Beverly Stewart

Vietnam veteran Beverly Stewart poses for a portrait. Less than 10 percent of the troops who went to Vietnam were female.

CASEY PAGE/Gazette Staff

Beverly Stewart served in the U.S. Army from 1969 to 1977. Women served in Vietnam in noncombat roles, mainly as nurses at hospitals. Less than 10 percent of the troops who went to Vietnam were female. This is part of her Vietnam story. For the complete interview, please go to billlingsgazette.com/Vietnam.

Stewart: "I lived and grew up in Sidney, Mont., country schools and into Sidney for high school — a farm girl, mostly."

Gazette: Why did you decide to join the military?

Stewart: "I have four sisters and three brothers and as you can probably figure out, that's quite a strain on finances for one family. I figured I could get college through the military."

Gazette: What was it like joining the military as female in 1969?

Stewart: "It wasn't too bad. Well, I wasn't prepared, I'll tell you that. Basic training, we went to Fort McClellan, unless you were a nurse. I was into that as long as it didn't pertain to blood ... I went to clerical school. I never claimed to be a typist. I let them know that right away. I went on to finance school at Fort Benjamin Harrison in Indiana. I went into the finance corps. That was kind of like my calling. ... I liked numbers and I liked finance. I liked accounting."

Gazette: What was boot camp like?

Stewart: "It's a different for the men, for sure. But, it was scary for an 18-year-old girl who had never been away from home before in her life. Marching, ironing your skirt after every time you ate, every time you sat down and went through classes. It was like you were going to school. Then, marching. First aid. We did go out a couple of times and stay in the woods. We had medical training.

" ... I was second in my platoon to the top. I graduated from that with honors. Then, I went to clerical school.

" ... The heat in Alabama was real eye-opening. I went down there in September. It snowed in December and everybody was having heart palpitations and they had never seen snow in Alabama. There was one girl from Florida who just couldn't function ... I had a good group of girls. A lot of them went to clerical school. It was a nice experience. I'm sure it's nothing like what the guys go through."

Gazette: What did your parents and family say when you said you were going to join the Army?

Stewart: "Actually, I don't think my mom really had too much controversy over it. I was not 18 when I did decide to go in. I turned 18 after that. I think that's the first time I ever saw my dad drunk in my whole life when he had to sign the papers. It took him quite a long time to work up the courage. Being a World War II veteran, he had experience with what the military was like in his day and time. He really didn't want that for me. He was still thinking like the World War II mindset of the military. So, it took a lot for him to sign the papers. Then, I came home at Christmas, and he saw that I was OK, and then he was OK with it."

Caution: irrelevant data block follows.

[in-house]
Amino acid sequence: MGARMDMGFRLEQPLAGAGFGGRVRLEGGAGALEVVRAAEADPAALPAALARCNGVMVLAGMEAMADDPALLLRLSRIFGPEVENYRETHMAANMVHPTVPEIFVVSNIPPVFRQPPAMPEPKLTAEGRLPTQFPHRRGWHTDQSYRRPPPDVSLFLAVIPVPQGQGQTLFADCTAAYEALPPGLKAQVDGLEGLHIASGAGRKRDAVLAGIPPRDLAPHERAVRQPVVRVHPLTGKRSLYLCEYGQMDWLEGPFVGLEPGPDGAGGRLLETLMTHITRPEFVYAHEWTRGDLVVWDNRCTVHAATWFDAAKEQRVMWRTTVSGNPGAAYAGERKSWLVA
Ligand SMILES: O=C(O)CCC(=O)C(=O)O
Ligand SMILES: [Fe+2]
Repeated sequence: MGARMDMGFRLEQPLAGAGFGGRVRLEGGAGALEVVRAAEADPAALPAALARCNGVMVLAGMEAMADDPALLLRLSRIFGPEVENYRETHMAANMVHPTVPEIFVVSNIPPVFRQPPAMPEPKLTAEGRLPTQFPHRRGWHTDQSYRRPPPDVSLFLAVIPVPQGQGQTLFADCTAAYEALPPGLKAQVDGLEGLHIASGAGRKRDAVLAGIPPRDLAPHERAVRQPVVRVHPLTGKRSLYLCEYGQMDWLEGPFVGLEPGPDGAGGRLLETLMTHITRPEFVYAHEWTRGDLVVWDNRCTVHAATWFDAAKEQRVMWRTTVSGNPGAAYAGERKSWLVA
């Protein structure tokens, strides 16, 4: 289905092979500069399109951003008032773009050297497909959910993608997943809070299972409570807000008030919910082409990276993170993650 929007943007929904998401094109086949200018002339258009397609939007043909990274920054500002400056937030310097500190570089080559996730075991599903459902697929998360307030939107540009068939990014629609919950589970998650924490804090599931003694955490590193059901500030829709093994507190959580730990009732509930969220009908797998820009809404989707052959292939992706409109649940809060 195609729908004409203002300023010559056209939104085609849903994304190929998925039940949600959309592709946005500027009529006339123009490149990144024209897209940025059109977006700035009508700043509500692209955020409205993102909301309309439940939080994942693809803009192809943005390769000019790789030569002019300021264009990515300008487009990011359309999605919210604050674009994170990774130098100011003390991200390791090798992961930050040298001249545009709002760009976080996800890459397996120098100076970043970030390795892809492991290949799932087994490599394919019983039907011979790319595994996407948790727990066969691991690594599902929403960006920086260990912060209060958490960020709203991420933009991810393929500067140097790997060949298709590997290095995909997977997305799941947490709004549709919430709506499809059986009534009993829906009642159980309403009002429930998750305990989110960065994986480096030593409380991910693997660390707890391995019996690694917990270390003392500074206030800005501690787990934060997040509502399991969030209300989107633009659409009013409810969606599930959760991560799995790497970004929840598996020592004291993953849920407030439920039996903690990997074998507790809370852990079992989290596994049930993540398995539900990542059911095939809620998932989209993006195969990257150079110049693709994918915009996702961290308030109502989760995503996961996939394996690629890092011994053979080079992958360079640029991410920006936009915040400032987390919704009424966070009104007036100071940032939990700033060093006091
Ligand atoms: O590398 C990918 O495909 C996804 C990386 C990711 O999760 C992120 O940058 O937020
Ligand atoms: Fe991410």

Gazette: What do you do in finance in the military?

Stewart: "Mainly it's just the payroll. It's paying the soldiers, making sure their finance records are correct to make sure they're getting the right pay that's due to them, or making sure their money is sent home to their families if that's what they want to happen. But, it's mostly just payroll and insurance comes out.

" ... When I was in finance school in Indiana, just about my whole class was sent to prepare to go over there."

Gazette: When you joined the Army in 1969, obviously Vietnam was happening, did you think you might go to Vietnam? Or did you think you were safe?

Stewart: "All females had to volunteer to go. There was no draft for females. I had no desire to go there in 1969. I had no inkling whatsoever that I was even going to go there. After finance school, I go orders to go to Fort Eustis, Va. Most of the time, you're sent to one stateside base and you're there for the rest of your time in the service. Very rarely do you change stateside bases. I don't know really how it happened, but I went there in March 1970 ... in November, I got orders to go to Fort Knox, Ky. I don't — to this day — know how that happened, unless I made someone mad or something. I don't know. The people there liked me and I just don't understand how that happened ... I went to Fort Knox ... unfortunately, the living conditions ... were not — how should I say that? — good for me. I'll just say that. For my own personal reasons, from November until April, I tolerated it. In April, it came to where I kind of feared for my life, so I couldn't find a way to leave there. So, I weighed my options and the only thing that was open to me was to volunteer to go to Vietnam."

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Beverly Stewart

Vietnam veteran Beverly Stewart served in the U.S. Army from 1969 to 1977.

Gazette: Let me just make sure I'm clear: Going to Vietnam was better than staying in Kentucky?

Stewart: "Yes, at the time ... Realizing that if it was maybe 1965 to 1968, I might not have taken that option because you have to realize the major Vietnam fighting was 1966 to 1968, that's when the most casualties happened. In 1970, I looked at that ... Yes, there were still casualties, but nothing like Quang Tri and Ia Drang Valley in 1965 ... OK, I can do it. I did that without telling my parents, a 19-year-old girl ... I was OK with that."

Gazette: When did they learn?

Stewart: "When I went home on leave — I got a 30-day leave. I said I am coming home for a month. I had my orders and I told them. They weren't real happy. But, then when I explained the whole situation and my parents and my family were quite religious and they understood it. They didn't like my choice of alternative, but they understood where I was coming from."